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### Need help converting!!!

by reynoldswrap530 (Initiate)
 on Nov 15, 2015 at 22:54 UTC Need Help??

reynoldswrap530 has asked for the wisdom of the Perl Monks concerning the following question:

Hello, I have been working with python for a while and I have to convert this algorithm into Perl and I have never used Perl so I just started but I need this done asap so any help would be appreciated.

1. Start

2. Ask user to input a positive integer (or a negative integer to stop)

3. Record the user's input

4. Test the input >= 0

4a. If true

4a1. Add the input to "running total"

4a2. Increment "number of inputs counter"

4a3. Test if "number of inputs counter" is equal to 1

4a31. If true, replace both "highest input" and "lowest input" with the input

4a5. If the input > "highest input" then replace "highest input" with input

4a6. If the input < "lowest input" then replace "lowest input" with input

4a7. Goto step 2

4b. If false

4b1. Goto step 5

5. Calculate the average (formula: "running total" /"number of inputs counter" )

6. Display/communicate the "highest input", "lowest input" and average

7. Terminate

Thanks for anybody who could convert this to Perl.

Replies are listed 'Best First'.
Re: Need help converting!!!
by choroba (Cardinal) on Nov 15, 2015 at 23:07 UTC

1. Use a shebang line at the top of your program, usually followed by strict and warnings.

2. Use print to display text to the user.

4. Use if and comparison operators.

1. A block starts with a {.

2. Use ++ to increment.

3. Use == to test numeric equality.

1. Use = for assignment.

4. -

5. > is an operator.

6. < is an operator, too.

7. Rather than using goto, wrap the whole part in a while loop.

2. The while condition should test whether the loop should end or not. You'll have to adjust the algorithm a bit, as you can't test before you get the input, but the test is the first thing in the loop (or last, see do).

5. / is the division operator .

6. Use print again.

7. Perl terminates once it has no more lines to execute.

```(\$q=q:Sq=~/;[c](.)(.)/;chr(-||-|5+lengthSq)`"S|oS2"`map{chr |+ord
}map{substrSq`S_+|`|}3E|-|`7**2-3:)=~y+S|`+\$1,++print+eval\$q,q,a,

4. >= is the "greater than or equal" comparison operator.

Sorry choroba, I just had to...

honestly, i dont really understand the whole "goto" thing or a legit reason to use it. in my mind though, it is a failure of the programmer to even understand their own logic, which makes them use such a shortcut, especially when there are plenty of other things you can do.
"goto" is older.

Many highlevel constructs are just gotos in disguise and their documentation still contains expressions like "go to beginning of loop"

A language agnostic algorithm description might still say "go to" (like in this case)

And because most use cases have been abstracted away doesn't mean there are no legit applications left for goto

Cheers Rolf
(addicted to the Perl Programming Language and ☆☆☆☆ :)
Je suis Charlie!

Given that the OP was presenting a relatively-plain-English description of an algorithm, rather than actual code (or even pseudocode!), I'm rather confident that "goto 2" was intended to mean "repeat the above process, starting at step 2", not that he used or expected to use an actual goto statement.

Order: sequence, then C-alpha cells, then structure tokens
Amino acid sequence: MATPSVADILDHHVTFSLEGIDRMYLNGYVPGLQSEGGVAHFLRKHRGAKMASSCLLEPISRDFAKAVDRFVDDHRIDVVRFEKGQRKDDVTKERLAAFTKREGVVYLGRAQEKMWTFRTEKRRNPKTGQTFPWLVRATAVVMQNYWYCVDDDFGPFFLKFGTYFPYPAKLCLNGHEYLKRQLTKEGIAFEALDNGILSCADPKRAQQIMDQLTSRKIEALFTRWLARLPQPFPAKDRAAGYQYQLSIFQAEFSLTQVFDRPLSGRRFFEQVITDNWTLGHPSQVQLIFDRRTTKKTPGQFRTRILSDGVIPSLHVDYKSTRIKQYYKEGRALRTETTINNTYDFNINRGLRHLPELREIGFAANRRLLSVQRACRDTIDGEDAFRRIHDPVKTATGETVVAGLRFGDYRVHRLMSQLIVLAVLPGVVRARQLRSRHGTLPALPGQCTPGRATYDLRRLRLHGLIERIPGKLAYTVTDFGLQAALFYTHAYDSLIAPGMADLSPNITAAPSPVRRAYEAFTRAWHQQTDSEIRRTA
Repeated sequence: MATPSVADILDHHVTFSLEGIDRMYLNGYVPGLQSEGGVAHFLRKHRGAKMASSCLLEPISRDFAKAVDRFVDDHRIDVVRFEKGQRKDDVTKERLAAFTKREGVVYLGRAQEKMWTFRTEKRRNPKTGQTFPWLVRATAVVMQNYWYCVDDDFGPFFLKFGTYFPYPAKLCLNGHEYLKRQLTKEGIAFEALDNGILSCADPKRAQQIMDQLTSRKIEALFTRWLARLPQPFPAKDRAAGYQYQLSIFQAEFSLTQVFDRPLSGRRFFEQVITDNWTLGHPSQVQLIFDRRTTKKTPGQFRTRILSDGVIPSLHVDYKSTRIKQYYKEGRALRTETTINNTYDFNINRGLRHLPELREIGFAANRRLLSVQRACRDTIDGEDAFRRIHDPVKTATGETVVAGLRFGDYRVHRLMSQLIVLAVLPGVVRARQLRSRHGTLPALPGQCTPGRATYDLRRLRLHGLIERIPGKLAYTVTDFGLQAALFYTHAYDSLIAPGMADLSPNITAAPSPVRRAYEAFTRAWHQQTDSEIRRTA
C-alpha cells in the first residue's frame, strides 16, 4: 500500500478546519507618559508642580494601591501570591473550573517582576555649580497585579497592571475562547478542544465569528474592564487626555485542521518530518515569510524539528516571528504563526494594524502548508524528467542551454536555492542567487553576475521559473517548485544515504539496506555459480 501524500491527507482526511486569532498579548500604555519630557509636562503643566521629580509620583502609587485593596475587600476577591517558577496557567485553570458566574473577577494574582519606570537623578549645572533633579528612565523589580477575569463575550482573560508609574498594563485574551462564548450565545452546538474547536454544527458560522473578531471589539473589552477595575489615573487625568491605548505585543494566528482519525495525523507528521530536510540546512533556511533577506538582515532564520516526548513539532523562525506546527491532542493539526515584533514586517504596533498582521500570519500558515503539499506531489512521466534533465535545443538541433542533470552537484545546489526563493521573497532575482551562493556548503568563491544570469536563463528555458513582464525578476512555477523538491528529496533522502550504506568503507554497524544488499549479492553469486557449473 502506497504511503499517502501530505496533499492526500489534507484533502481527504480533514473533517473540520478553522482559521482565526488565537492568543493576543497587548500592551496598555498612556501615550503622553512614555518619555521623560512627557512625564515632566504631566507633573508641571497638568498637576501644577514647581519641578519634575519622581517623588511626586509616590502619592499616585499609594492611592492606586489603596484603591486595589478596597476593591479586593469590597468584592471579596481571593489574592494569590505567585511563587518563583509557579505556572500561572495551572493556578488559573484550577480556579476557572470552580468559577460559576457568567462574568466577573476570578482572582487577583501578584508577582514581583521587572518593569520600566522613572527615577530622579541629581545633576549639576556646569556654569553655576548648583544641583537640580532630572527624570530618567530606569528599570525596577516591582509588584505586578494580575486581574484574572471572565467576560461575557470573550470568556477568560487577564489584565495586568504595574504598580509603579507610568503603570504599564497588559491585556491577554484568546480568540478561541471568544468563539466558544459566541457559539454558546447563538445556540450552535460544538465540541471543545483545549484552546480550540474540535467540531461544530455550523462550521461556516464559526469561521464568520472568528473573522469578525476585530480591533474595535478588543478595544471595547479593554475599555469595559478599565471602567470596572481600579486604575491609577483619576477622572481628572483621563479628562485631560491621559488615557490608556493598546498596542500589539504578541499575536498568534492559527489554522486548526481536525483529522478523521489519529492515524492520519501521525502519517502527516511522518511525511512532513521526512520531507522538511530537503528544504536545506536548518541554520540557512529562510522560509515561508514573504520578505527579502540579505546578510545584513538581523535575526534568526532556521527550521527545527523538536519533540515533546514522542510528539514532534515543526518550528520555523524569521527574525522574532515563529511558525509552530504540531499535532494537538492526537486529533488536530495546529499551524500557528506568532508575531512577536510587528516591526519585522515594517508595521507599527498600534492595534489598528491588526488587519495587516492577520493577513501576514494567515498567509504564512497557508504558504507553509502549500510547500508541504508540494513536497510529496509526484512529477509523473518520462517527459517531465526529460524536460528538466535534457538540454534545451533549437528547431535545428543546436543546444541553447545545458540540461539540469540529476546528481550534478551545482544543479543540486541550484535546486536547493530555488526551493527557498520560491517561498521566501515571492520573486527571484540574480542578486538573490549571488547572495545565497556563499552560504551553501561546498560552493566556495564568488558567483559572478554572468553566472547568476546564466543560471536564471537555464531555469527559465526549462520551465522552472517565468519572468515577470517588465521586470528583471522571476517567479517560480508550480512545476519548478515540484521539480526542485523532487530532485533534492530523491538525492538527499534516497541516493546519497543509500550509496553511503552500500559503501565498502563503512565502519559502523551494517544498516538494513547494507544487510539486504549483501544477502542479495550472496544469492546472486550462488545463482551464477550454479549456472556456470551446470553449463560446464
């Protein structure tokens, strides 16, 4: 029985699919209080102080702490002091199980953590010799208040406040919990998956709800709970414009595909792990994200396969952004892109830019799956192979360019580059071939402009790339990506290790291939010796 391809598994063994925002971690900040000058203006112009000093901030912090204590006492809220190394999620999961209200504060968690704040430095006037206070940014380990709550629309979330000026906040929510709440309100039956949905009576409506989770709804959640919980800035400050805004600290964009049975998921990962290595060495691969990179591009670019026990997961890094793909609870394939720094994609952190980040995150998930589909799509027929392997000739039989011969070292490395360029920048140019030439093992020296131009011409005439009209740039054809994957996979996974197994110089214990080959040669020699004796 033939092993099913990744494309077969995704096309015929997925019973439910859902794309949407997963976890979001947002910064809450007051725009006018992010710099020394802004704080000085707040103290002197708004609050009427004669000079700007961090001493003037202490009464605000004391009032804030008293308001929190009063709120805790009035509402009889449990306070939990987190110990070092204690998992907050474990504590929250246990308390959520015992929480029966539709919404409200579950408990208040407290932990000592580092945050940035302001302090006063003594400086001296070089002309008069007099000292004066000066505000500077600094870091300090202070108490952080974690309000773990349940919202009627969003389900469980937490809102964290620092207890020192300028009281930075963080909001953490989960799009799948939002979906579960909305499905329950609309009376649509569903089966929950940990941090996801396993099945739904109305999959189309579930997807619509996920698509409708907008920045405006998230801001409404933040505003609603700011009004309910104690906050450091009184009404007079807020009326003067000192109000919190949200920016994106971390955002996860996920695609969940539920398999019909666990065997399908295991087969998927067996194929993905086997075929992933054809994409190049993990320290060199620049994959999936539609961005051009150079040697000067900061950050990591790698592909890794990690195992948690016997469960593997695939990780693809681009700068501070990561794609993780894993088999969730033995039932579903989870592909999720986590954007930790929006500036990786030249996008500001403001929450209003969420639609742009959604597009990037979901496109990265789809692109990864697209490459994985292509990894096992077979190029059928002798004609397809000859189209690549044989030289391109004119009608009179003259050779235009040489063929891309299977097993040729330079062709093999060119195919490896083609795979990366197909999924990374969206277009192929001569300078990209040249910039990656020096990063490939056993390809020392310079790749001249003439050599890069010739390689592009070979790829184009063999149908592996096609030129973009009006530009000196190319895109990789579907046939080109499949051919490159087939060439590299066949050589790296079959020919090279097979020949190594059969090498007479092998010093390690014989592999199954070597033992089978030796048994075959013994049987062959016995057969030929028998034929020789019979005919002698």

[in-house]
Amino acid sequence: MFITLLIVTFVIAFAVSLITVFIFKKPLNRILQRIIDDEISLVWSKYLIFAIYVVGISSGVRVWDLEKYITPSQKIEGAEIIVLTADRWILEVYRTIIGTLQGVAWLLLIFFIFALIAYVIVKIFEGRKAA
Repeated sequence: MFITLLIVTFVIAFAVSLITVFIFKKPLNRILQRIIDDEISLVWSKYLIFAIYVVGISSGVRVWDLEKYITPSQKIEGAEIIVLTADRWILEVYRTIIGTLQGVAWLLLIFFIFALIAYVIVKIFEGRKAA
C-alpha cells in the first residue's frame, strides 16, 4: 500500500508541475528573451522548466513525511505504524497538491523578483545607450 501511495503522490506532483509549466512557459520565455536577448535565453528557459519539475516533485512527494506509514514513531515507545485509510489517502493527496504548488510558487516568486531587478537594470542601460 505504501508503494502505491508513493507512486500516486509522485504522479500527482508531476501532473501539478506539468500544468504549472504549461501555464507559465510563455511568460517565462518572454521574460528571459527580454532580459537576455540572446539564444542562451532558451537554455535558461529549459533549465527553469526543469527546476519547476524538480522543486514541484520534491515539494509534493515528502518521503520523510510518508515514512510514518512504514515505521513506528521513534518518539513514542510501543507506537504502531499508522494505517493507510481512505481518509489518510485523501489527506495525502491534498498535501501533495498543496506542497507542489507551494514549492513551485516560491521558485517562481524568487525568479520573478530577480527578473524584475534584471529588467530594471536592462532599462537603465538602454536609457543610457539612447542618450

Re: Need help converting!!!
by stevieb (Canon) on Nov 16, 2015 at 00:03 UTC

Welcome to the Monastery!

Not taking away from choroba or tonto, but being a Python dev, and even though this is PerlMonks, I'd request to see what Python code you have before you ask us to write Perl code for you.

Throwing in a bit of Perl code that you've tried would be hugely helpful (and would go a long way) as well.

-stevieb

Re: Need help converting!!!
by BillKSmith (Monsignor) on Nov 16, 2015 at 15:34 UTC
If you interested in the operator interface more than the details of the algorithm, use of perl modules can simplify the progam and provide improved error reporting/recovery.
```use strict;
use warnings;
use IO::Prompt::Hooked;
use List::Util qw(max min sum);
my %prompt_options = (
message  => 'input a positive integer (or a negative integer to st
+op)',
validate => qr/^-?\d+\$/,
error    => "Input must be a positive integer\n",
escape   => qr/^-\d/,
);

my @input_array;
push @input_array, \$_ while (defined (\$_ = prompt(%prompt_options)));
die "No inputs were entered\n" if (!@input_array) ;

print "\n\n\n";
print 'Highest input: ', max( @input_array ), "\n";
print 'Lowest input:  ', min( @input_array ), "\n";
print 'average:       ', sum( @input_array ) / @input_array, "\n";

This approach is wasteful of both computer time and memory, but neither should be a problem with the small amount of data that a human operator is likely to enter. The advantage is that this is easy to write and you can hve confidence in the computations done by the modules.

Bill
Re: Need help converting!!!
by james28909 (Deacon) on Nov 16, 2015 at 02:08 UTC
It seems perlmonks is a "InsertLanguageHere2perl converter". Wish I would have known this sooner :P
Re: Need help converting!!!
by Lennotoecom (Pilgrim) on Nov 16, 2015 at 18:57 UTC
looks like a college assn
but who cares
```while(print "in> " and chomp(\$a = <STDIN>) and \$a >= 0){
\$c++;
\$s += \$a;
\$m = \$a if !\$m;
\$M = \$a if \$M < \$a;
\$m = \$a if \$m > \$a;
}

print "max: \$M\navg: ".\$s/\$c."\nmin: \$m\n";

here is another one
a bit uglier and shorter
```push @r, \$a and \$s += \$a while print "in> " and chomp(\$a = <STDIN>) an
+d \$a >= 0;
@r = sort {\$a cmp \$b} @r;
print "max: \$r[\$r-1]\navg: ".\$s / @r." \nmin: \$r[0]\n";

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